1961 Chrysler 300-G Road Test (Motor Life, April 1961)
Latest model in the famed “300” series carries forward the tradition of handling, performance, fleet-looking design.
By Bob Russo. (Motor Life Magazine. April, 1961)
WHEN THE CHRYSLER 300 was introduced to the motoring public in 1955, it quickly acquired a reputation for being a spirited automobile that packs walloping acce1eration, exceptional handling and considerable comfort, into a neat-looking package. It was a natural for competition and, from 1955 through 1957, proved its worth by scoring handsomely at Daytona and other leading tracks throughout the country. The 1961 version — called the Chrysler 300-G — almost enjoys the reputation of its predecessors. True, we don’t see the “300” at race tracks nowadays because its comparatively high cost and maintenance gives the edge to such makes as Ford, Chevrolet, Plymouth and Pontiac — all of which have come up with tremendous boosts in power and performance during the past five years. Still, the 300-G enjoys individual distinction in having been created for rugged, long-lasting road work. Unfortunately, in some ways it lacks the quality expected in a limited-production automobile carrying a price tag in excess of $5000. Before elaborating on this, however, let’s examine the car’s finer points. No one can deny that the 300-G has a look of beauty. Hardtop or convertible —both have clean styling. Advertisements have described it as a “fresh new face”. Actually, the outward changes from 1960 are few, but well done. The massive front bumper has been trimmed to accommodate canted parking- and headlights, while the rather plain grille has been inverted to blend with this overall effect. Modest use of chrome, in the form of a single strip running below the flared rear panels and ending with the familiar “300” emblem, helps accentuate the racy look. Interior appointments show equally good taste. Full bucket seats for driver and passengers are upholstered in leather and padded with five inches of foam rubber. Contoured to fit the body, they offer the comfort of a living room chair.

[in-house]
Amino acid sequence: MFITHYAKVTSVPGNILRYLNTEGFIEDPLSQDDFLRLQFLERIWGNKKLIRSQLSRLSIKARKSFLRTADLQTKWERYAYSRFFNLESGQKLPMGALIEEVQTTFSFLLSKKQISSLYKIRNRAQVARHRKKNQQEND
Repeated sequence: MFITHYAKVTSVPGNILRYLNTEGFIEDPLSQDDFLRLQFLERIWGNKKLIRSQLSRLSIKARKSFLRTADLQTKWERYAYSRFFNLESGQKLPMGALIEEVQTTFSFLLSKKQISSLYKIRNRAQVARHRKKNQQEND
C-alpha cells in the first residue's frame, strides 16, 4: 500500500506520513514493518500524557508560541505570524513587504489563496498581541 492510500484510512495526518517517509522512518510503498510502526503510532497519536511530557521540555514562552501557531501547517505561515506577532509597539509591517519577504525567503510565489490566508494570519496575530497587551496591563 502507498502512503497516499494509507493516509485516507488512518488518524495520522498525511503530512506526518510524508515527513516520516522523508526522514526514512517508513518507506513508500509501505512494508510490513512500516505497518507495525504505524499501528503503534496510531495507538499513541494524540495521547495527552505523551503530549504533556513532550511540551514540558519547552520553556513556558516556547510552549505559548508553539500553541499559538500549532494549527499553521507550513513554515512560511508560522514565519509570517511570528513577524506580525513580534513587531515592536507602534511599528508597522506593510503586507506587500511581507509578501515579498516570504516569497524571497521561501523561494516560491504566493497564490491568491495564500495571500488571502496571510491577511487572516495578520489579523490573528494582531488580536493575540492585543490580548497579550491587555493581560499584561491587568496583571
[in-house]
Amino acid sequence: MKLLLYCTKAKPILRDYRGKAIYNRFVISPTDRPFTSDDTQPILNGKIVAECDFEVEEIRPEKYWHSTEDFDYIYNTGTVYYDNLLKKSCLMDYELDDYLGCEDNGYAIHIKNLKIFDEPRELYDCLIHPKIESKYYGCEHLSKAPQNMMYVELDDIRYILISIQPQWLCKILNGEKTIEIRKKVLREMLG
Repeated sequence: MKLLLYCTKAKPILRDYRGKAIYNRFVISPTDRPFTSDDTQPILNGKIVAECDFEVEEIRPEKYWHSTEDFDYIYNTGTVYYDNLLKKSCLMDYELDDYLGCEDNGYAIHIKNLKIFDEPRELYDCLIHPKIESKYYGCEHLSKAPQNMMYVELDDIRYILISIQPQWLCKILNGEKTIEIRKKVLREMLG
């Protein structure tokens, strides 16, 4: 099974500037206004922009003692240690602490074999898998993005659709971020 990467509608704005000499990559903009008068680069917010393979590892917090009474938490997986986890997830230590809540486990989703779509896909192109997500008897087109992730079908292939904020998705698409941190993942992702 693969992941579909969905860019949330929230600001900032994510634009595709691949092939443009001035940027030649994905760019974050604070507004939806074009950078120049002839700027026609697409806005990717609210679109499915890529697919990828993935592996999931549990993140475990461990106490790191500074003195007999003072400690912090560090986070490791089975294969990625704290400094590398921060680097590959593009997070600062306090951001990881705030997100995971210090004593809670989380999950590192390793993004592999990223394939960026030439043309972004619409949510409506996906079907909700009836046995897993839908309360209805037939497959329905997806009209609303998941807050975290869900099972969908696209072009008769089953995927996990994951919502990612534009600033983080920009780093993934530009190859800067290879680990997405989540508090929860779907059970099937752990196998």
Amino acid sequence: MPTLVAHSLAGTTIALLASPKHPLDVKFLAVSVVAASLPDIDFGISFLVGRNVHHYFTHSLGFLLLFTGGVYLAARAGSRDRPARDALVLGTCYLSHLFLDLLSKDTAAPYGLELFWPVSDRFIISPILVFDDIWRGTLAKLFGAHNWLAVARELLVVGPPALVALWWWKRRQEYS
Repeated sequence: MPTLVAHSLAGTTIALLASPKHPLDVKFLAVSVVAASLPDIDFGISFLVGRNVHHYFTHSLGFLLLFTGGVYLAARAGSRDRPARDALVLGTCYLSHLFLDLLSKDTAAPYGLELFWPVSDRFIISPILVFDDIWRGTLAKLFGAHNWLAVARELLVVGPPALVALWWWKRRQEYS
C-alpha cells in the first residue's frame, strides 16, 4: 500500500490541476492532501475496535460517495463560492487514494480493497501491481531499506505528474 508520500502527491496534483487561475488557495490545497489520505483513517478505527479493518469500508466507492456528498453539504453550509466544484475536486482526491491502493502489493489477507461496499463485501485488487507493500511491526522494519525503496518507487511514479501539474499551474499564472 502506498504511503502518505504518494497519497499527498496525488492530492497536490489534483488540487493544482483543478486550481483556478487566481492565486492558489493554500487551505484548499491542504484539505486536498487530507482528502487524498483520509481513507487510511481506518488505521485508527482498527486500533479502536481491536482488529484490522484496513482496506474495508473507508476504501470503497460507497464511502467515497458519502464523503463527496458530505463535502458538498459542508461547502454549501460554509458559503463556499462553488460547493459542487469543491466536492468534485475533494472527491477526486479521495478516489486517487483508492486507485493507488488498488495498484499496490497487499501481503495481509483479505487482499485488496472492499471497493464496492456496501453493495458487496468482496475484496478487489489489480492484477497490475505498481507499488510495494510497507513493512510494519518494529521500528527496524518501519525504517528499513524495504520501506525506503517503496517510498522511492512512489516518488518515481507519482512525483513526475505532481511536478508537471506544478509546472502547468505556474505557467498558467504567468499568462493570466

The four buckets are divided by a center instrument console running from front to rear and padded in between by leather-covered foam rubber. The front console contains an ash tray, power window controls and an easy-to-read tach. The rear portion of the console contains ash tray, lighter and rear window controls.
The instrument cluster itself, typical in all Chryslers for 1960 and ‘61, is one of the finest in the industry. Contained in a dome-like bubble, the instruments are easy to read, especially at night when panelescent” lighting is used. This new lighting system, pioneered by Chrysler last year, eliminates glare and offers a smooth, soft light. Pushbutton controls for the automatic transmission are located to the left of the panel and balanced by heater and fresh air controls at the right. The heart of the 300-G is its 375-hp, 413-cubic-inch ram-induction engine. Ram induction, since it was introduced a year ago on the Chrysler line, has been reviewed time and again so that there is little point in going into details here. We should mention that it takes advantage of the inertia of a moving air mass and gives a tremendous increase in torque. The 300-G power-plant produces 485 foot-pounds of torque at 2800 rpm and has a compression ratio of 10.1:1. Twin four-barrel carburetors are mounted at each aluminum tube intake manifold. Standard equipment includes the Torqueflite transmission, with a fully automatic torque converter and three-speed planetary gear set. Rear axle ratio is 3.23:1, and a Sure Grip differential is optional.
Until this year, a four-speed Pont-a-Mousson manual transmission was available as an option. This is a French-made gearbox which Chrysler purchased at considerable cost and then had to modify to fit the car. This has been done away with for 1961, however, and in its place a standard Chrysler three-speed transmission is being offered as an option. For testing purposes we chose this option over the automatic.